Shortly after Leonardo - Leo - turns up and shows us all the birds in the garden that we have somehow missed. He is birding by ear and the bird we do not want to miss - Spot-breasted Oriole, here and nowhere else on the itinerary - he picks up quite quickly. I'd gripped Bob off the previous evening with a quick glimpse, so he is doubly pleased to be able see it. And with the added bonus of through his binoculars! Cinammon Hummingbird is also around the pool feeding on the small purple flowers known as Porterweed, as well as Rufous-naped Wren, a chunky bird that belies the status of Wren!
We get to know Leo a little bit over breakfast and then head off north towards Poas volcano on Route 146. Our first stop is a small garden opposite a restaurant (Tour de Fresca Organica Costa Rica) in village called Poasito. It is a brief stop as we have some way to go but we begin to add to our Hummingbird totals here, including Purple-throated Mountain Gem and various others. Futher away from the feeders we get our first of many Common Chlorospingus (aka Common Bush Tanager), and Red-faced Spinetail. A key bird here is White-eared Ground Sparrow and we pick that up too. We discovered here that Leo has a laser pointer that will play a key part in getting us on the birds before they disappear - rather than attempt to describe where in the huge tangle of vegetation the bird is he simply shines the green pointer somewhere close to it, or we follow it up an obvious branch and then only when the light is approaching the bird does he say left of the light, above the light two feet etc. Genius, and I can truthfully say that throughout the trip it made a massive difference.
As payment-in-kind for the upkeep of the garden and short trails we bought a delicious strawberry milkshake from the café opposite and then made an abortive attempt at Resplendant Quetzal at a nearby fruiting tree. Whilst this was not the key place for the Quetzal I think a lot of guides try and get it early to relieve a bit of the pressure, so worth a try. No dice but we did get our only Prong-billed Barbet of the trip, a bird which I remembered from the field guide as it looks a but like a Hawfinch. Some White-crowned Parrots were here too, and I spilled half the milkshake in the footwell of the car which impressed Leo no end.
The next stop is a familiar one on many Costa Rica agendas, the La Paz Waterfall Gardens (Catarata de la Paz, on route 126). This is mostly a zoo as far as I could tell, but it has many fabulous trails and loads of Hummingbird feeders. The entrance fee is steep but it includes lunch and was in any event included in the trip cost. Violet Sabrewing, one of the larger hummingbirds, was probably one of the first birds we saw, but the feeders lower down had plenty of other Hummers including Coppery-winged Emerald, Lesser Violetear, Green Thorntail, Green-crowned Brilliant and Green Hermit. I could have stayed all day taking photos, trying to get images of birds away from the many sugar feeders and instead on natural perches or in flight (unbelievably difficult!) - indeed this was the case at many places we visited - but birding took precedence and we took the trail that leads down to the main waterfall vista.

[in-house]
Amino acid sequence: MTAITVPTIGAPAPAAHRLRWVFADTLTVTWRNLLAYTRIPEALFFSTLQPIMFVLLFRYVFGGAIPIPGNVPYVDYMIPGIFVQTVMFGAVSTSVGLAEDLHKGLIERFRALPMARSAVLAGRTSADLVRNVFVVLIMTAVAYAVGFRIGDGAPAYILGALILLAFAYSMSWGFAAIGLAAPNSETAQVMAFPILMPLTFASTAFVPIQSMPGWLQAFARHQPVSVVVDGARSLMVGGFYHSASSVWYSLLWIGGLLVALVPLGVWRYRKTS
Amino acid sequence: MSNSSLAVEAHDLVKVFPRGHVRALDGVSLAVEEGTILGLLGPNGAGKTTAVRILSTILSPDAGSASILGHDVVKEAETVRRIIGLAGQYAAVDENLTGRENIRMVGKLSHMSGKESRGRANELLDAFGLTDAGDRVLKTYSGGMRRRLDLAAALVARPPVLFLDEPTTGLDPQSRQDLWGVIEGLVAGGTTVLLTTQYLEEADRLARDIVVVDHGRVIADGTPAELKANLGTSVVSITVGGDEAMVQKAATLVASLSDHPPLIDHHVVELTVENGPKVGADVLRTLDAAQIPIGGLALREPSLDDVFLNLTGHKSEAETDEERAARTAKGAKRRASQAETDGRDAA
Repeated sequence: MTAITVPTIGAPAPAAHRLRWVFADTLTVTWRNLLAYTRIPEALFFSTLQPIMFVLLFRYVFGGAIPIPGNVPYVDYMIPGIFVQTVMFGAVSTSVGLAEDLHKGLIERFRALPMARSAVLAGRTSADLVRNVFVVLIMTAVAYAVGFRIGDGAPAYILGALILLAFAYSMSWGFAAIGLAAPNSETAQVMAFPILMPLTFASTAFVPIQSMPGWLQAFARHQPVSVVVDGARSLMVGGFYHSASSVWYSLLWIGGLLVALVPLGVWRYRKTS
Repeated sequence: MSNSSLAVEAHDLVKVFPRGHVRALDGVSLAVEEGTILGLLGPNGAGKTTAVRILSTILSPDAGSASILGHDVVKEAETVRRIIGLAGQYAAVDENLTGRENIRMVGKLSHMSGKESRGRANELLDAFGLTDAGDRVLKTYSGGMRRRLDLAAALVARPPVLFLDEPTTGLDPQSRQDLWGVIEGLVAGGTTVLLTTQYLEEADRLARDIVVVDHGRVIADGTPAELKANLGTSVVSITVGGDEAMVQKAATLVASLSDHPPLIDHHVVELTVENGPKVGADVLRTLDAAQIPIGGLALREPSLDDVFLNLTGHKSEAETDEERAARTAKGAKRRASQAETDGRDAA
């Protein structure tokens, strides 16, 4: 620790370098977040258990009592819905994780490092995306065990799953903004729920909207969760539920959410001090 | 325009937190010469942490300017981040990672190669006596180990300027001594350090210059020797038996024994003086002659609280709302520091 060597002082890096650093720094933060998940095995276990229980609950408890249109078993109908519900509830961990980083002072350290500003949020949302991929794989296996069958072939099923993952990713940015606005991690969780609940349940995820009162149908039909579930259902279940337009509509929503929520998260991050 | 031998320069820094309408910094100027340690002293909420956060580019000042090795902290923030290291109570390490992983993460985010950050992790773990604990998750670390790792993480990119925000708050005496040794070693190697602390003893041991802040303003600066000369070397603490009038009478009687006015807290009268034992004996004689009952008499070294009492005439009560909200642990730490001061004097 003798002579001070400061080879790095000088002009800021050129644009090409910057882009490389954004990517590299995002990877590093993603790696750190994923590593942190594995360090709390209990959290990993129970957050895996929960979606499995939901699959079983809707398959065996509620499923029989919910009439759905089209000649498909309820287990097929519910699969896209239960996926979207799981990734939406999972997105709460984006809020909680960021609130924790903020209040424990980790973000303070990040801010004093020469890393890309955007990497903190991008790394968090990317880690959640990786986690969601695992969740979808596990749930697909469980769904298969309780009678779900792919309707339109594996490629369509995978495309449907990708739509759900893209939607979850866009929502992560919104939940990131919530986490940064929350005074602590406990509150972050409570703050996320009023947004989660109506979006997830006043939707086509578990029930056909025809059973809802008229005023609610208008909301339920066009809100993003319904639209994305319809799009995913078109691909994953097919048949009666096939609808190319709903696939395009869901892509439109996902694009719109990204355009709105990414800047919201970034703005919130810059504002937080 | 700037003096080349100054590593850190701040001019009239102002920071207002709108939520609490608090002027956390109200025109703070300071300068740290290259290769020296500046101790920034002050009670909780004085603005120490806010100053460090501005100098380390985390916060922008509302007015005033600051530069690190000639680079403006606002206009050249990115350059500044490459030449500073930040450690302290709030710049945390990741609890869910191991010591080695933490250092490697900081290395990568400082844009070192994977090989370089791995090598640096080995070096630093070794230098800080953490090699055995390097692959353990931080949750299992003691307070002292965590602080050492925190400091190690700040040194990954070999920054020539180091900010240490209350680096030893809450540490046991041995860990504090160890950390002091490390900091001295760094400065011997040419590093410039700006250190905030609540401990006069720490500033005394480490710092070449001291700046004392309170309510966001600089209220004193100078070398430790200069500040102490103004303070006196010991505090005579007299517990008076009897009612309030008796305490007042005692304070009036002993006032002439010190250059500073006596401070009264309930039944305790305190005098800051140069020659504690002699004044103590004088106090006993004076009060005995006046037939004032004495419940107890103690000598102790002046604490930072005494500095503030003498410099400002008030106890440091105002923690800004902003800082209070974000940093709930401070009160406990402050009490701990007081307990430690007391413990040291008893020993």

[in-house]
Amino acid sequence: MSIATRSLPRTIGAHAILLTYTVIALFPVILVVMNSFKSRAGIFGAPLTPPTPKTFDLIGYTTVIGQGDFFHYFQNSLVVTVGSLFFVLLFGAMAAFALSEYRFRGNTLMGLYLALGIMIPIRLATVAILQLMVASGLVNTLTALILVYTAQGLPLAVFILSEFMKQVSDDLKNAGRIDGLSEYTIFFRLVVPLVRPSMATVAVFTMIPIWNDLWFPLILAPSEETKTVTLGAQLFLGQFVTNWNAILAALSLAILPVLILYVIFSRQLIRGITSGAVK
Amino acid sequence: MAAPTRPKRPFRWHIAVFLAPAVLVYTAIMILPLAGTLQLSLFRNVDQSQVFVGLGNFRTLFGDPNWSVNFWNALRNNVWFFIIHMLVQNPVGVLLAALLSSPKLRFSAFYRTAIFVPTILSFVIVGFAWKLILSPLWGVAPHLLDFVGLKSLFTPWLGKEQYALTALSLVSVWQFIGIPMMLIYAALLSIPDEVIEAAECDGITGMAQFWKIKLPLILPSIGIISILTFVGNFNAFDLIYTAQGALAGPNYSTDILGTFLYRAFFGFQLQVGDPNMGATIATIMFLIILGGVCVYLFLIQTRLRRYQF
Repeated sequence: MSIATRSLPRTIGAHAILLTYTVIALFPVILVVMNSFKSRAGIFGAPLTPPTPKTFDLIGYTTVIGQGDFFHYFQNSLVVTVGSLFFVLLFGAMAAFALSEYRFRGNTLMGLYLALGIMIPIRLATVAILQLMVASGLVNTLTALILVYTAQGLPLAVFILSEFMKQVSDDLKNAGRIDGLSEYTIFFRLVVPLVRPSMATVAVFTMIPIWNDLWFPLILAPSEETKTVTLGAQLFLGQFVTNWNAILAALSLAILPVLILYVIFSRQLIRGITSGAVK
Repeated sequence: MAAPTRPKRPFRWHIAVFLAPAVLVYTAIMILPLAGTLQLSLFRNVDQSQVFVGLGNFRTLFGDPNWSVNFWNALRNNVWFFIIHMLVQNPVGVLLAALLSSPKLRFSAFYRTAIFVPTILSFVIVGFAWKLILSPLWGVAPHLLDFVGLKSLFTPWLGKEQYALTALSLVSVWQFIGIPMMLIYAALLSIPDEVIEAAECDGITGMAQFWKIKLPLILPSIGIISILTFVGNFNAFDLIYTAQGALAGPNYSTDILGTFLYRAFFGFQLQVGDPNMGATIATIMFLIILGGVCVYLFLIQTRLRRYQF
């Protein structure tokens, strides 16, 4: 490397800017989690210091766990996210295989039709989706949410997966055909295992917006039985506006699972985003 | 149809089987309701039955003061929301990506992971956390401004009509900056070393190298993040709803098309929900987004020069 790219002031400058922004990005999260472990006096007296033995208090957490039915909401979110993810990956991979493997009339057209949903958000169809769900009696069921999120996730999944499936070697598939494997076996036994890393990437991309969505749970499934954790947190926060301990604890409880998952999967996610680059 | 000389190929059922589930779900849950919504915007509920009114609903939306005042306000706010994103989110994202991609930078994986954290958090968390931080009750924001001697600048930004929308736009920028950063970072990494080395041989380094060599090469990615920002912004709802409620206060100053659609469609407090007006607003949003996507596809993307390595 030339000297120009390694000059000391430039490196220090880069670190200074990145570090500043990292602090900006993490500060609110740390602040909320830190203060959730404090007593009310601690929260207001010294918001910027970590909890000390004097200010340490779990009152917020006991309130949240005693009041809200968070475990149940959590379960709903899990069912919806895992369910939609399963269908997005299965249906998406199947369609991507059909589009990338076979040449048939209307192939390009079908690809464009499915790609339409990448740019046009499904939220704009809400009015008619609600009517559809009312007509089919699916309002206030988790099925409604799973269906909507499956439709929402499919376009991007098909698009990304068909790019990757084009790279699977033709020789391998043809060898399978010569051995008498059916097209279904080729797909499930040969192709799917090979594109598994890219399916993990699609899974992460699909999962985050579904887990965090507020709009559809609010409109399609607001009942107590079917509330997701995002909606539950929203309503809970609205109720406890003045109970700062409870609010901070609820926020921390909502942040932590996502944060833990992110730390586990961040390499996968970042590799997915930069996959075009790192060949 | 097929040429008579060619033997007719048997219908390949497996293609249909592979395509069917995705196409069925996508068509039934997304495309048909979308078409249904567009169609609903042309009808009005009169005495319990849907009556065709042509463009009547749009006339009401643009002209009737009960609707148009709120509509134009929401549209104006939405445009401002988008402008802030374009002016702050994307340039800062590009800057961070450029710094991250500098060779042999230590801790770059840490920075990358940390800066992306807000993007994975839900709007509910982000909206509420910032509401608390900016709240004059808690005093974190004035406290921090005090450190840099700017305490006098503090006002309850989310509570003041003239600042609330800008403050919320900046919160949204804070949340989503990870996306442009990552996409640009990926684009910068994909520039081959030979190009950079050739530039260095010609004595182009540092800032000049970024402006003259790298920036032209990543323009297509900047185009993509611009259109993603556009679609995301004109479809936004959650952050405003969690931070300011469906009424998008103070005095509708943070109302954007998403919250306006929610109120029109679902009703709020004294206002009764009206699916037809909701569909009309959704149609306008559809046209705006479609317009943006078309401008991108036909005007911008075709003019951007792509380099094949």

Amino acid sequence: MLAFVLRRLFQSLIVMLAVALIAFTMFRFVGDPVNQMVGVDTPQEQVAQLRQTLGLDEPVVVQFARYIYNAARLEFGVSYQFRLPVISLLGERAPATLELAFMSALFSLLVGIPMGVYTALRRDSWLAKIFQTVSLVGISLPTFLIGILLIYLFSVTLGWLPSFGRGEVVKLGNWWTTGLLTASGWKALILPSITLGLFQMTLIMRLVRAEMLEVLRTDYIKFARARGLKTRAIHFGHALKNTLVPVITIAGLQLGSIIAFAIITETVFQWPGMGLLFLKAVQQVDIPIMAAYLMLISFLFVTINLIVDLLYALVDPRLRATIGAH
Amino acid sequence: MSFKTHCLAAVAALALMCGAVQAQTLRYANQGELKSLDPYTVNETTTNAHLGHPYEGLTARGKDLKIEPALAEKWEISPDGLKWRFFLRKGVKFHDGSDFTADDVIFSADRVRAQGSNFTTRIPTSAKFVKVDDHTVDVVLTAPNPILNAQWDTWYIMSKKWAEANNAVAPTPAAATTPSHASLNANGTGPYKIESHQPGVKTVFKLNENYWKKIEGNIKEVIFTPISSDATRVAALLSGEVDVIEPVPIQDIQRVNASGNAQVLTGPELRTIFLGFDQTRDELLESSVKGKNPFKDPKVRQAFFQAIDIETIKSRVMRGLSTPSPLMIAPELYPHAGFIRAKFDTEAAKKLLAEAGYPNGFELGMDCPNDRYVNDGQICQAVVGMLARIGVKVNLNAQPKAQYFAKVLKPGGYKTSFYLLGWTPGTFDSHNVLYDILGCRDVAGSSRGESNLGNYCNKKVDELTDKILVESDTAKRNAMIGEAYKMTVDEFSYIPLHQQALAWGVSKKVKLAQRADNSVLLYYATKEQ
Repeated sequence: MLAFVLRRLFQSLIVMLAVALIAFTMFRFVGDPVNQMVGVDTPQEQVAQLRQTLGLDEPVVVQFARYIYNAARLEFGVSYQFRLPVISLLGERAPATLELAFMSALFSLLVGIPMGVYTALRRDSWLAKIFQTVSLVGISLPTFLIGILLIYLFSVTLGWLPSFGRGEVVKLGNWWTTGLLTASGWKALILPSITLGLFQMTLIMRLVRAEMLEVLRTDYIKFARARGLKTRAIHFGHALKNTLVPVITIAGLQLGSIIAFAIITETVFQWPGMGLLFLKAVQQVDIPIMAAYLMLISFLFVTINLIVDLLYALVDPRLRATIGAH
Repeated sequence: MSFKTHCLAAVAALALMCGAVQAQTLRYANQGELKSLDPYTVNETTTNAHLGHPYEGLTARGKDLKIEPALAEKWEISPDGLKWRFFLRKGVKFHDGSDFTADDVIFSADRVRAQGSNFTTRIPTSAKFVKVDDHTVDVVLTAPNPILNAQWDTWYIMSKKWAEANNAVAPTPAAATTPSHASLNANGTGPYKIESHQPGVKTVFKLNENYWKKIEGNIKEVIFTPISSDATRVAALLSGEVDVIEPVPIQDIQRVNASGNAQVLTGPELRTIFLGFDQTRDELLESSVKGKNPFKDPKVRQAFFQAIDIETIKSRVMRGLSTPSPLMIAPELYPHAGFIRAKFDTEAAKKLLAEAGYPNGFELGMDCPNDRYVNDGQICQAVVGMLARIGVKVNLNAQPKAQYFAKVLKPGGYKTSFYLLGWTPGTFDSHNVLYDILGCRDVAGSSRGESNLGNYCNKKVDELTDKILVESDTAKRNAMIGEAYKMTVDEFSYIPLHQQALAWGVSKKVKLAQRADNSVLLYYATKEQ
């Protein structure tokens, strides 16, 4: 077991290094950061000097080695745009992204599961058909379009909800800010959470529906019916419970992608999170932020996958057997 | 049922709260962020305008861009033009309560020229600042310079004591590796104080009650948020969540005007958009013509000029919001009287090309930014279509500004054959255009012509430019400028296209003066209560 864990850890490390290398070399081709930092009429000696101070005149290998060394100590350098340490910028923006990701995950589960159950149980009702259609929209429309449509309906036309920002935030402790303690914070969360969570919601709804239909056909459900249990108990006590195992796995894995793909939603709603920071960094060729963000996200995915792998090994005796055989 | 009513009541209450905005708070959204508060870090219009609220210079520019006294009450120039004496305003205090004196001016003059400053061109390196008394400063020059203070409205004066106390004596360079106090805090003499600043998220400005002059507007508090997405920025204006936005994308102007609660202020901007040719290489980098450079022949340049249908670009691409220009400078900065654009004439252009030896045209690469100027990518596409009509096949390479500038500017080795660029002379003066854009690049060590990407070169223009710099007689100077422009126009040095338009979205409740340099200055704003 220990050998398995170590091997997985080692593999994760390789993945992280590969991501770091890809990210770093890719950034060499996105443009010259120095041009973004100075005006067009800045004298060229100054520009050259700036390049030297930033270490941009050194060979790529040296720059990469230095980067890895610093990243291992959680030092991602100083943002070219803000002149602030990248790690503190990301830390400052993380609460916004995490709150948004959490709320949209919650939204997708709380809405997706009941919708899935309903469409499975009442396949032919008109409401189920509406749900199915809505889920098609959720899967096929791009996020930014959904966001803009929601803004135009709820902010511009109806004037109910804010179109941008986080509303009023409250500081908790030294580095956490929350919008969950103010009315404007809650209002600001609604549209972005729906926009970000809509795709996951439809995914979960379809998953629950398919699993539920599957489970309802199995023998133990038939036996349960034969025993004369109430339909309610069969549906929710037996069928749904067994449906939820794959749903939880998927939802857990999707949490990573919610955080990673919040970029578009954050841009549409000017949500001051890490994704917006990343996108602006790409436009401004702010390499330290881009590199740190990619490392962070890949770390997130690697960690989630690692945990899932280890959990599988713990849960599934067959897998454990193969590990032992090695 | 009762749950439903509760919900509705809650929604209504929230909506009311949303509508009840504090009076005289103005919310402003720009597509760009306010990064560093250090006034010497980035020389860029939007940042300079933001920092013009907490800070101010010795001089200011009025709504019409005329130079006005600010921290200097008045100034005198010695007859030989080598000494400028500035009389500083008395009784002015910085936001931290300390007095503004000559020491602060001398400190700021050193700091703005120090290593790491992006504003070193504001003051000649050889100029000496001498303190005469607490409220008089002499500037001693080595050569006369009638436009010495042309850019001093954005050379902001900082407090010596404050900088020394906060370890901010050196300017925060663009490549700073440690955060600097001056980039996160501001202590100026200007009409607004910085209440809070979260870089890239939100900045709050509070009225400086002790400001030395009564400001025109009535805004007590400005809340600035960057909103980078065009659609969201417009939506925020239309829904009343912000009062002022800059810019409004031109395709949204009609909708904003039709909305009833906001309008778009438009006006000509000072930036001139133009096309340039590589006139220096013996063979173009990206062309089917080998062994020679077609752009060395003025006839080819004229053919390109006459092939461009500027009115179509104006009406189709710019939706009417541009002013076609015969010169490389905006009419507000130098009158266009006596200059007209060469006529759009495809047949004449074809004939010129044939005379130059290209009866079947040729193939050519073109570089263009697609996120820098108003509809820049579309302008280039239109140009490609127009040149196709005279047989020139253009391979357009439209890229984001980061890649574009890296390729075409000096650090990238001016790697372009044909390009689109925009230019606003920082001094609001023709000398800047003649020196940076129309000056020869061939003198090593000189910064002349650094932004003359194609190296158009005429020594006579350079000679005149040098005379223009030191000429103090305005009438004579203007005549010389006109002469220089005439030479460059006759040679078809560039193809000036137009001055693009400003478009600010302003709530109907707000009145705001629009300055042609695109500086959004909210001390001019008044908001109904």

|Purple-throated Mountain Gem on sub-optimal perch.
There were birds everywhere, you simply did not know where to look. (Hint, at the green light!). Black Guan in a tree, Ochraceous Wren climbing a banana tree, Yellow-thighed Finch on a log, Chestnut-capped Brushfinch grubbing around in the leaf litter, stripey-headed Costa Rica Warblers bouncing through the mid-levels and Wedge-billed Woodcreepers hopping up vertical trunks. I've rarely experienced birding like it, the action was non-stop. Some time was spent hoping that an Ochre-breasted Antpitta that Leo had heard call twice might respond to his speaker, but sadly it did not. By the way, in my experience tape seems to be an integral part of guided birding in South America and the Caribbean. As well as Costa Rica, guides I've used in Argentina, Tobago and St Lucia have all used mp3 extensively to bring birds in. In the UK a certain segment of birders loathe it but abroad it seems to be very common and, like the laser pen, it made a huge difference in getting good views, indeed any views, of quite a few species.
We gradually picked our way down the ravine to the waterfalls lifering constantly, tick after tick after tick and many of the birds seen exceptionally well albeit not to photograph. Tufted Flycatchers sallied high above the water whilst a Green Lancebill hunted insects closer to the surface. A shuttle took us the short distance back up main road to the entrance, and then we returned to the restaurant and hummingbird feeders for a break. Sooty-faced Finch was pottering around the buffet, another bird we were not likely to see anywhere else, and I managed to sneak another few minutes with various hummingbirds. It had been an exhilarating morning and this was only our second stop!